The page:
Russia is preparing to launch its audaciously conceived floating nuclear power plant, the Akademik Lomonosov, deploying it 6,000 kilometers to the country’s far east in a bid to expand the use of nuclear power in the Arctic.
The barge will be towed from Murmansk to the port of Pevek on Russia’s Pacific coast, where its two nuclear reactors will provide heat and power to homes and support mining and drilling operations in the mineral-rich Chukotka region.
If all goes to plan, the Akademik Lomonosov will also replace the energy supplied by the Bilibino nuclear power plant – which houses the world’s four northernmost commercial reactors. In February, Rosatom, Russia’s state nuclear corporation, began decommissioning work at the plant’s first reactor.
If the venture is successful, it will represent another milestone in Moscow’s efforts to tame the melting Northern Sea Route, which, with the help of climate change, could become a direct trade route between Europe and Asia.
According to Rosatom’s schedule, the Akademik Lomonosov will depart Murmansk this month, towed by a flotilla of tugboats and travelling the Northern Sea Route’s entire length.
For 12 years Russia has been pursuing its daring – and worrying – experiment in floating nuclear power, fording a river of doubt, economic downturns and environmental outcry – and confounding critics who said the plant was an expensive publicity stunt that was doomed to fail.
But environmentalists are still skeptical. While Rosatom has hailed the plant as a breakthrough for mobile nuclear technology, Greenpeace has nicknamed it a “Chernobyl on Ice” – a nod to its eventual Arctic deployment.
For its part, Bellona has opposed the construction of plant since the beginning, publishing a detailed catalogue of its concerns in a report it released in 2011.
Since the Akademik Lomonosov’s rocky – and often secretive – beginnings in the early 2006, Russia has attempted to sell the plant as a cure-all for the energy woes of the world’s more remote regions. While a rush of orders has failed to materialize, Rosatom says it hopes to design customized floating nuclear plants for international customers, using the Akademik Lomonosov as its sales pitch.
In March of 2018, the company reportedly had initial talks about producing a floating nuclear plant for Sudan.
Still, many Rosatom officials have acknowledged that putting the plant as designed now into serial production would be too expensive. Both the cost of the plant and the infrastructure needed to plug it in at Pevek are thought to have cost about $480 million – though Rosatom has declined to provide an official price tag.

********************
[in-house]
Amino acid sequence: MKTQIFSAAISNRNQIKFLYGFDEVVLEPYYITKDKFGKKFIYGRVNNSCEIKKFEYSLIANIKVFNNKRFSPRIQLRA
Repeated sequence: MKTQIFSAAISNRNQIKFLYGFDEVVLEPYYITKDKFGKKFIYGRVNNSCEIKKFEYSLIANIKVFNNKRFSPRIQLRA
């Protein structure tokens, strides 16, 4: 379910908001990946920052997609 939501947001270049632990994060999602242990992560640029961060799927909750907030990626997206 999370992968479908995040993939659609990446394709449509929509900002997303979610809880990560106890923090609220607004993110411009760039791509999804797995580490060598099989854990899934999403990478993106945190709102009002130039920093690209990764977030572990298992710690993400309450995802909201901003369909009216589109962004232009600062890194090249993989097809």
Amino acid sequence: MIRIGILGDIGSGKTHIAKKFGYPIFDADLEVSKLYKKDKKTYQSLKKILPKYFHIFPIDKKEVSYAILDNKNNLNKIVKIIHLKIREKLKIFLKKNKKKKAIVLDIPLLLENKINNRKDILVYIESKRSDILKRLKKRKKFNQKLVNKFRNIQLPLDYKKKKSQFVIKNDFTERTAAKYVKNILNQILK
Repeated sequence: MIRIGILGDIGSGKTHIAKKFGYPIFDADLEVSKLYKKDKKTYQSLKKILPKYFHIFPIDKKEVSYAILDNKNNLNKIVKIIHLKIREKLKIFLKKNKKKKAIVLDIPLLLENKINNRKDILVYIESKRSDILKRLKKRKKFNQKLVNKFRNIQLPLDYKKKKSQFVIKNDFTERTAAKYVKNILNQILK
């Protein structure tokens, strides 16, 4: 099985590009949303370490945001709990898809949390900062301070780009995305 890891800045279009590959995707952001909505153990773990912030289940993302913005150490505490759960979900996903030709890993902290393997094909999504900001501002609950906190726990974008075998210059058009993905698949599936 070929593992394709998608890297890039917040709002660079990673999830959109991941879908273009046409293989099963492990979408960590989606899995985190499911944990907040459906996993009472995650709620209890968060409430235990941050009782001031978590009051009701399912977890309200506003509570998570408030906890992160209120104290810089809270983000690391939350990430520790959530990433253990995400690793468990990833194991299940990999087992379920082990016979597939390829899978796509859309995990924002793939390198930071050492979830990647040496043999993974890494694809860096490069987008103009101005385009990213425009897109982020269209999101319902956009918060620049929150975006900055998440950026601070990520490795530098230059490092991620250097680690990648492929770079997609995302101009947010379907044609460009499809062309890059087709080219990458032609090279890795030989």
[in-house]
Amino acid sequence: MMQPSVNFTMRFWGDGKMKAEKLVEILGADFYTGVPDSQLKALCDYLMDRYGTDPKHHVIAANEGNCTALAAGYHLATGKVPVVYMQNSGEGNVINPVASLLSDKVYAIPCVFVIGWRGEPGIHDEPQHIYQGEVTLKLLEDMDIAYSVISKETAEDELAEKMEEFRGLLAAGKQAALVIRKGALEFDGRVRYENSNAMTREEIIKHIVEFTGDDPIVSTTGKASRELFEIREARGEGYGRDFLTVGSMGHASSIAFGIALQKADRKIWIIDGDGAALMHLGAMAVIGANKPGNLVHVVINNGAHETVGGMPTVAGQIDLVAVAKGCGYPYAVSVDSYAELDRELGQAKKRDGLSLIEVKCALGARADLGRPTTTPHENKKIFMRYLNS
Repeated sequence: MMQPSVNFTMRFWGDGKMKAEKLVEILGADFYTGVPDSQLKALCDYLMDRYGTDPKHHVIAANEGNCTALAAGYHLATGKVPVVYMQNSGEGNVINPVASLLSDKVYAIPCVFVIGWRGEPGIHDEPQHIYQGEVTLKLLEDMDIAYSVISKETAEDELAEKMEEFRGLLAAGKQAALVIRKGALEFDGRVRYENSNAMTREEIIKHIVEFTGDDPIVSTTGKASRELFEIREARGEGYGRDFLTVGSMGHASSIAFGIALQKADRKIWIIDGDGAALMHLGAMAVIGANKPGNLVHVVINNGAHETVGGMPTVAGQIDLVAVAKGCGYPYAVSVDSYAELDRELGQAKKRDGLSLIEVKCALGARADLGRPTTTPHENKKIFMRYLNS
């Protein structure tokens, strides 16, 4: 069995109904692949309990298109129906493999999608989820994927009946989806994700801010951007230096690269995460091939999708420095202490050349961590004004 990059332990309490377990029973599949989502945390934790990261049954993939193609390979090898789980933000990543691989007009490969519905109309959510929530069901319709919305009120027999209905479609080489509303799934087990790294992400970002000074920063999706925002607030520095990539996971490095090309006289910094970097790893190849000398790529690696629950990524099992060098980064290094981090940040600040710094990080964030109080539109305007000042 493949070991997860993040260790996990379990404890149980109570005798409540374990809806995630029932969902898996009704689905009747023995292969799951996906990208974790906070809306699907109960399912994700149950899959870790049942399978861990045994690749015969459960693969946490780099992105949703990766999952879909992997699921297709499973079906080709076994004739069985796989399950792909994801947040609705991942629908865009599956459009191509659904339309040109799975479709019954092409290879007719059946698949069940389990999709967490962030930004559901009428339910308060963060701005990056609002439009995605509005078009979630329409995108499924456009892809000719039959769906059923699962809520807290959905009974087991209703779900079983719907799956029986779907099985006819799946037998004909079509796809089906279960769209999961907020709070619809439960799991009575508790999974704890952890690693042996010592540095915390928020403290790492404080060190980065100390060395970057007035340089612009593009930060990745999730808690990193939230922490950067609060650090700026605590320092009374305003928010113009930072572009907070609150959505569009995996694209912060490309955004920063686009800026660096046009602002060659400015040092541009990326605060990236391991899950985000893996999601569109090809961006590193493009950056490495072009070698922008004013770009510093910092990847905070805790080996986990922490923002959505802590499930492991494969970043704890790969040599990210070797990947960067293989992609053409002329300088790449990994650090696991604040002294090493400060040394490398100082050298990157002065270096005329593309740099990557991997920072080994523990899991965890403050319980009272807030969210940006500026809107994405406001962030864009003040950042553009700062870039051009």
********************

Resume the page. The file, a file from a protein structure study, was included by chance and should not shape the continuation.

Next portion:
Despite that, the company has made some efforts to peel back the veils of secrecy it draped over the plant through much of its construction.
In October 2018, Bellona became the first international environmental group to inspect the Akademik Lomonosov at its moorings at Atomflot, Russia’s Murmansk-based nuclear icebreaker port. The media have since been allowed numerous tours of the vessel, although those are closely supervised.
The plant, which was recently repainted white and emblazoned with the Rosatom logo, is longer than two football fields and houses two KLT-40 reactors, which are similar to those that power Russia’s nuclear icebreakers. Bellona also got a look at some of the Akademik Lomonosov’s more extravagant features, like a gym, a pool and a non-alcoholic bar.
But the new openness has done little to settle Bellona’s central concerns about Rosatom’s long-range intentions for its floating nuclear power plant. By design, the plant is meant to operate in remote regions. But this very remoteness, Bellona has said, would vastly complicate the rescue operations that would be necessary after an accident, as well as the more routine clearing of spent nuclear fuel from its reactors.
Likewise, visions of Fukushima’s waterlogged reactors have not faded from public memory, and the thought of a nuclear power plant as vulnerable to tsunamis and foul weather as is the ocean-based Akademik Lomonosov strikes an anxious chord among environmentalists.
Dmitry Alekseyenko, the Akademik Lomonosov’s deputy head of construction, addressed that concern in the Guardian newspaper, saying: “We studied the experience of Fukushima closely. According to our tests, a tsunami caused by a nine-point earthquake will not dislocate it from its base.”
Still, the possibility of the plant dislodging from its port during a catastrophe can’t be ruled out. The prospect of an active nuclear reactor heaved ashore and away from its cooling source is too troubling to ignore.
As troubling is the possibility that future plants could end up in the hands of governments that have little experience dealing with nuclear technology. Most economies where nuclear power is used have taken decades to develop effective nuclear fuel handling practices – and are still struggling to perfect them. The same cannot be said of potential customers like Sudan.
Still, the whole idea of a floating nuclear plant has piqued curiosity – and competition. Two state-backed companies in China are said to be pursing plans for at least 20 floating nuclear plants, and American scientists have drawn up blueprints of their own.